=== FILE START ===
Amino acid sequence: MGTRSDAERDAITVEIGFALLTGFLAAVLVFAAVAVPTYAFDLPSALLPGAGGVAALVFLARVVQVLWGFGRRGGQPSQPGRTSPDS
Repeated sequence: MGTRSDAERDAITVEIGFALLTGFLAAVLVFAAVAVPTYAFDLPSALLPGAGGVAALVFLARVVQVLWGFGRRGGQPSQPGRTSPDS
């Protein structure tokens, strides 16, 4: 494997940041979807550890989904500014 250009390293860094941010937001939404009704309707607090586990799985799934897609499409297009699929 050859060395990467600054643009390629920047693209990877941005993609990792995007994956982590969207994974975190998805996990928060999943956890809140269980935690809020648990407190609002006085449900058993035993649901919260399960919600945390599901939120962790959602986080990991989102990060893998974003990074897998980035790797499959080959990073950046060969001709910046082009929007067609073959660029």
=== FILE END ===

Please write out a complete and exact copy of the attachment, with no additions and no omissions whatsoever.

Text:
Amino acid sequence: MGTRSDAERDAITVEIGFALLTGFLAAVLVFAAVAVPTYAFDLPSALLPGAGGVAALVFLARVVQVLWGFGRRGGQPSQPGRTSPDS
Repeated sequence: MGTRSDAERDAITVEIGFALLTGFLAAVLVFAAVAVPTYAFDLPSALLPGAGGVAALVFLARVVQVLWGFGRRGGQPSQPGRTSPDS
């Protein structure tokens, strides 16, 4: 494997940041979807550890989904500014 250009390293860094941010937001939404009704309707607090586990799985799934897609499409297009699929 050859060395990467600054643009390629920047693209990877941005993609990792995007994956982590969207994974975190998805996990928060999943956890809140269980935690809020648990407190609002006085449900058993035993649901919260399960919600945390599901939120962790959602986080990991989102990060893998974003990074897998980035790797499959080959990073950046060969001709910046082009929007067609073959660029």